In a speech at Cato, Rasmussen used the analogy of the Battle of Lexington
in 1775, the first in our Revolutionary War, which came 18 months before
the Declaration of Independence by America’s political leaders.
He cited case after case where public opinion was way ahead of Washington’s
Rasmussen’s book is full of interesting statistics and rebuttals
of prevailing Washington wisdom. Only 35% of Americans share the Republican
view of cutting everything except defense. He explains that “respect
and admiration for our troops exists alongside doubts about the jobs
they’ve been asked to do.” He cautions that Americans are
turned off by attacks on the military such as those during the Vietnam
War. But attacking Washington for misuse of the military could sell
very well. Washington has made commitments to defend 56 nations, but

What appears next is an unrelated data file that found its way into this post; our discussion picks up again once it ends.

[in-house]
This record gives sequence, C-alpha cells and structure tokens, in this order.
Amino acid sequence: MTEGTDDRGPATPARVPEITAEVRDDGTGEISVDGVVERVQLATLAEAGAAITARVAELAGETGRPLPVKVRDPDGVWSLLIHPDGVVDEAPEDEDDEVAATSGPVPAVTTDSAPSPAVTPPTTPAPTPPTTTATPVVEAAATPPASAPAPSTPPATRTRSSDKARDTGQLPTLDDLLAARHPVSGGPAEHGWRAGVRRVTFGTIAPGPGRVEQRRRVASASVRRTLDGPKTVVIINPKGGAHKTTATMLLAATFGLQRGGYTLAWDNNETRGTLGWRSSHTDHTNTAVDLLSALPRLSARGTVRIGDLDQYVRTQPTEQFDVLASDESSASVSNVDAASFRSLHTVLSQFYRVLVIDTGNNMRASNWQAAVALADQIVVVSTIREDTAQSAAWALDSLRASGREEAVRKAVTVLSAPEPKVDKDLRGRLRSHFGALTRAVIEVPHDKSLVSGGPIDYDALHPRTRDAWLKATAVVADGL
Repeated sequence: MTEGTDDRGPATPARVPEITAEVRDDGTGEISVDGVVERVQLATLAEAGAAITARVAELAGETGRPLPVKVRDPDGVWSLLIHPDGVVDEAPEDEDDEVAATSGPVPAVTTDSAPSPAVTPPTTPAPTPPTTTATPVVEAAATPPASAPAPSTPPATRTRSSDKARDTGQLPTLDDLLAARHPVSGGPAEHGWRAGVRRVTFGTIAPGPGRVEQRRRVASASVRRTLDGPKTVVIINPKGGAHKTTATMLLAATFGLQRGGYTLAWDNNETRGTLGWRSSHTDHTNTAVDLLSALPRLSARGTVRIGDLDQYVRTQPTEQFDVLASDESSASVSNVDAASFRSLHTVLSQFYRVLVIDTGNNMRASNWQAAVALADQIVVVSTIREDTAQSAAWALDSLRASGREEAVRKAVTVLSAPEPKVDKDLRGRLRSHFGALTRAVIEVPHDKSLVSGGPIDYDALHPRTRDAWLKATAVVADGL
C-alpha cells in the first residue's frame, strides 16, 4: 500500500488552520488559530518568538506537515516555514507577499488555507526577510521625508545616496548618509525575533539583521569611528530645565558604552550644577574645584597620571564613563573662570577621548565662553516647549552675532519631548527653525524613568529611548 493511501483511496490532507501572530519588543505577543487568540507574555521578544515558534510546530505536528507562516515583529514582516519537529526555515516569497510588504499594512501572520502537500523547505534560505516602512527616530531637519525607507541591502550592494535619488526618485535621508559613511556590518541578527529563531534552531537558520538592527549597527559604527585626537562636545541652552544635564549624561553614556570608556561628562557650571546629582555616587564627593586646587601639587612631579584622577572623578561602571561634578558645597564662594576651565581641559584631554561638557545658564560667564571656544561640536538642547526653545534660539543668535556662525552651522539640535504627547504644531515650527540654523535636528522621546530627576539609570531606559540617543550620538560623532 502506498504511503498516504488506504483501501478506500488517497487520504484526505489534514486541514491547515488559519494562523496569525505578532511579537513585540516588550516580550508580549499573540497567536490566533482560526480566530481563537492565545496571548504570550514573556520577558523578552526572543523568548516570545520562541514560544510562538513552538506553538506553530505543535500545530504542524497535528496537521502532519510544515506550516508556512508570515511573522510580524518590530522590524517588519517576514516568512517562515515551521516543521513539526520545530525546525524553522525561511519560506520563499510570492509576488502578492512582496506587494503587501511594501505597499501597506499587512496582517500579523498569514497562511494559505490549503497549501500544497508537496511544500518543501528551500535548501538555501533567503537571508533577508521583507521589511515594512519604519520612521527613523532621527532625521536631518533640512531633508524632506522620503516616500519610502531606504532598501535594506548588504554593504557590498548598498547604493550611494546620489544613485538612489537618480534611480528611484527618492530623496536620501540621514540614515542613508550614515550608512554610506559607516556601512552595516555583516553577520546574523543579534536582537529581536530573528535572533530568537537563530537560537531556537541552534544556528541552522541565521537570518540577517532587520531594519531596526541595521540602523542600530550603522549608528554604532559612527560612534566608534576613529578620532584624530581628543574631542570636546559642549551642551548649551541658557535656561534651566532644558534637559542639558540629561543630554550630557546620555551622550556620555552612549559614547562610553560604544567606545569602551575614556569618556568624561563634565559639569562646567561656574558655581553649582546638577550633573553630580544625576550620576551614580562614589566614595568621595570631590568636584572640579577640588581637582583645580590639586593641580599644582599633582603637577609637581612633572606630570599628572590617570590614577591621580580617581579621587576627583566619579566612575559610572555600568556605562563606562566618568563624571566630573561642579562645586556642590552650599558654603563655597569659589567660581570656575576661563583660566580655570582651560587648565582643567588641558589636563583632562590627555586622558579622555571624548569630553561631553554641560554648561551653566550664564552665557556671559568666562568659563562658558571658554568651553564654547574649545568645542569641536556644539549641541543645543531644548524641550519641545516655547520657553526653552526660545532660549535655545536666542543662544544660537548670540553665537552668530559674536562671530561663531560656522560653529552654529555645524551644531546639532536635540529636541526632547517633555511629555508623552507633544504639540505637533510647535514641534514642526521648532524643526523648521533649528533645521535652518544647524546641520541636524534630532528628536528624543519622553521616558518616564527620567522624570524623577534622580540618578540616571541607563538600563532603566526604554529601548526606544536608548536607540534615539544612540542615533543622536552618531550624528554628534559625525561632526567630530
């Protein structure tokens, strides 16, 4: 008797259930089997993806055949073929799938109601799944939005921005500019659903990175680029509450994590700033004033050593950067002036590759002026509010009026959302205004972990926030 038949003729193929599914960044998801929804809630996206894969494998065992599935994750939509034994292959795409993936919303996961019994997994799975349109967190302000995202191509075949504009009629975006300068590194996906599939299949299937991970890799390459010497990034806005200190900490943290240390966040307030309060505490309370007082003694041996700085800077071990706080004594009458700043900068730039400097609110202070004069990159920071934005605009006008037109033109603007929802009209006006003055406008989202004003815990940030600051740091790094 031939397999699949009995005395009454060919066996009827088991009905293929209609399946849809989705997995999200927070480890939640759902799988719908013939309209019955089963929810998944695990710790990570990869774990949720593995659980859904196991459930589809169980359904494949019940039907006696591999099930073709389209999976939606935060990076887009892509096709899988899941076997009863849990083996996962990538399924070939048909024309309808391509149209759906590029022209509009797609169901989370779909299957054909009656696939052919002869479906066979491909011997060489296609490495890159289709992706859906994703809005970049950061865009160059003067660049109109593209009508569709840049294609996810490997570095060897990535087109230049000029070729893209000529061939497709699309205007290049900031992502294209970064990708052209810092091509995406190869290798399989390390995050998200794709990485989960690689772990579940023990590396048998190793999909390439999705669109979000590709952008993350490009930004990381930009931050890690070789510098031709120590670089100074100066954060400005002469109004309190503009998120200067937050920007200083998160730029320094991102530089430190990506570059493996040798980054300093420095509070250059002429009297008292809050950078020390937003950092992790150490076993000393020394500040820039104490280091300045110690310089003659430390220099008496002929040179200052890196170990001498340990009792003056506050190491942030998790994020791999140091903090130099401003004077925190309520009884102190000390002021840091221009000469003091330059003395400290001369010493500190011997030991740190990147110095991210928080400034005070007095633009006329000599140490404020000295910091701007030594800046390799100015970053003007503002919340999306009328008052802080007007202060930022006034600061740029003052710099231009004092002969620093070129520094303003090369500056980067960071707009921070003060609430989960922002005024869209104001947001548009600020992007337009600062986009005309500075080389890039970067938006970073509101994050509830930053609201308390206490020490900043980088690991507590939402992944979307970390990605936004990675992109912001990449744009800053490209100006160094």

the public only supports protecting 12; indeed, only four garner over
60% support. These are Canada with 80%, England with 74%, Australia
with 65%, and Israel with 60%. Half of the 12 are in Western Europe;
the others include Mexico (53%), South Korea (59%), and Panama and
the Bahamas (58%).
Other interesting statistics: 75% believe that no American troops
should be stationed overseas except for “vital national security interests.” Only
11% support an American role as “global policeman.” The
national security budget pays for 800,000 civilians in addition to
the military personnel, but these people are not viewed as favorably
as soldiers themselves are.
Most Americans are not isolationists. Sixty percent think America
should remain involved with international institutions such as the
United Nations, but 55% want us to withdraw our troops from Western
Europe (only 28% support keeping them there). The author repeatedly
compares the public’s thinking with that of the political class in Washington
and New York. For example, he says, “no one in the political
class has advocated such a policy.”
“Protect America First,” rather than “Send Americans
First,” is the preferred policy by far of most voters. Troops
must only be committed as a last resort and only with clear, feasible